By Syed Akbar
Municipal waste could be utilised to generate power to light up small
cities with half a million population.
Power from municipal wastes and other waste bio-products, if utilised
properly, will solve the problem of power shortage and save a lot for small municipalities in terms of electricity bills.
Hyderabad-based Administrative Staff College of India advisor Dr P
Radhakrishna says bio-fuels programme like that of bio-diesel should be centred around decentralised power generation to meet the energy requirements of the local community for agricultural operations. It could also be used to light up
cities, particularly for streetlights.
He also suggests village-based small power plants to over come shortage of
power. "This will not only solve the power problem but also solve the problem of disposal of municipal and bio-wastes. Our cities, towns and villages will be clean and get power from clean sources. There will be no pollution," he points
Dr Radhakrishna is of the view that a technical task force should be
formed for orderly and time-bound promotion of vegetable oils as a source of energy for decentralised applications and a nationally-acceptable and well-coordinated production programme for bio-fuels.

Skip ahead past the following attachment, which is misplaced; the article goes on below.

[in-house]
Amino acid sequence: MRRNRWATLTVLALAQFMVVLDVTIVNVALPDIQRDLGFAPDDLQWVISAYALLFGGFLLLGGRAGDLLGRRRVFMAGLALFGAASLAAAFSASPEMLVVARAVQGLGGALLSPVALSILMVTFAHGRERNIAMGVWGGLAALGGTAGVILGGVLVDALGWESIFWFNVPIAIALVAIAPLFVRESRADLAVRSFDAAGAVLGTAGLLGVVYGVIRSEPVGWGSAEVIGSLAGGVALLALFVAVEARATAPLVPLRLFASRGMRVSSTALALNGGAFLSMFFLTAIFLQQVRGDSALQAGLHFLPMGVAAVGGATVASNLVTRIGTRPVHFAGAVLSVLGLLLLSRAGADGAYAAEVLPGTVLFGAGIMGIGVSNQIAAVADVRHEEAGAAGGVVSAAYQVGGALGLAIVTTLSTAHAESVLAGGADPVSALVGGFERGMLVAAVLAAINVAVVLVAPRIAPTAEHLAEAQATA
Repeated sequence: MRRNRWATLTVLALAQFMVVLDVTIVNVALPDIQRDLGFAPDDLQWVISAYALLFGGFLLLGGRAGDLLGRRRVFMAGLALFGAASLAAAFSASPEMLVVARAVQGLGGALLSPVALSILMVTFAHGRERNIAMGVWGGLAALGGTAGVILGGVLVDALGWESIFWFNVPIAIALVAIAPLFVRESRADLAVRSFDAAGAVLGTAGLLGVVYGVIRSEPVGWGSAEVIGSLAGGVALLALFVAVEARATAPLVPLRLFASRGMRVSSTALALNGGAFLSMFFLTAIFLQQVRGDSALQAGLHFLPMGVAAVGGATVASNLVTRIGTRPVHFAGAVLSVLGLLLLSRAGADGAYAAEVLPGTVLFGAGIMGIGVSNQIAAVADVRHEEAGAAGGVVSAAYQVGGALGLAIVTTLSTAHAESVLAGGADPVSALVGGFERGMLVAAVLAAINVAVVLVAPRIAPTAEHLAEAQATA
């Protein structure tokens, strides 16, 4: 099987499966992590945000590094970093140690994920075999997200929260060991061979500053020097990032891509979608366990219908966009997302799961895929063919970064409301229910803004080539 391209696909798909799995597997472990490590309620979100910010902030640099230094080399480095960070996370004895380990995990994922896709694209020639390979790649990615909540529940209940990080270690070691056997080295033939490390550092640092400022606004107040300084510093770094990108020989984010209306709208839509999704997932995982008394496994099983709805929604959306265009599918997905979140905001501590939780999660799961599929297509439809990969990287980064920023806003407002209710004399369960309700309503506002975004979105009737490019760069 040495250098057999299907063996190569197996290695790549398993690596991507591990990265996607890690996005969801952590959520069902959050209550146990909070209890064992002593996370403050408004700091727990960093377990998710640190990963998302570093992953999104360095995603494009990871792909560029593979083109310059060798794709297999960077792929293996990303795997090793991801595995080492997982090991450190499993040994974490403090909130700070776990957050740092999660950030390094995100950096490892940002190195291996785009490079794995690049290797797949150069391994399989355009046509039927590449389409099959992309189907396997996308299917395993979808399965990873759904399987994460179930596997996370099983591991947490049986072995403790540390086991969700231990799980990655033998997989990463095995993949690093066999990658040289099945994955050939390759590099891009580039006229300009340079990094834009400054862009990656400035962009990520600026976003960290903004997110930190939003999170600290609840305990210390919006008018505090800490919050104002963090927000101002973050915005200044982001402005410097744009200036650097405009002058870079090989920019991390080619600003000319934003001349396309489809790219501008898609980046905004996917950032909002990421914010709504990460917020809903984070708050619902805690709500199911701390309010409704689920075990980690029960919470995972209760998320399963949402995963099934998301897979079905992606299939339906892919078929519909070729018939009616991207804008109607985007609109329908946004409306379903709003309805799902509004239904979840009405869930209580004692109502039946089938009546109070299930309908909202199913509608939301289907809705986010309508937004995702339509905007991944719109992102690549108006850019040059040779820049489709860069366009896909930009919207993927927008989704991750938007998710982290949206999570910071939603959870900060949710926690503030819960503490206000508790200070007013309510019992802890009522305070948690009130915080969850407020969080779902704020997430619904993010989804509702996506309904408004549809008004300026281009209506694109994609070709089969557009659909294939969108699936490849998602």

The concept of bio-fuels was first designed in the country five years ago
and yet it is in a nascent stage, requiring governmental and public support to push India into a health power generation regime. Brazil and the USA as also China have taken a lead in this area and India is still at the planning stage. There's a
tremendous potential for bio-fuel energy in the county.
According to Dr Radhakrishna, bio-fuels have many advantages over conventional fuels. The bio-fuels can be produced locally and it creates a large employment potential even at the village level. They have a lower impact on environment.
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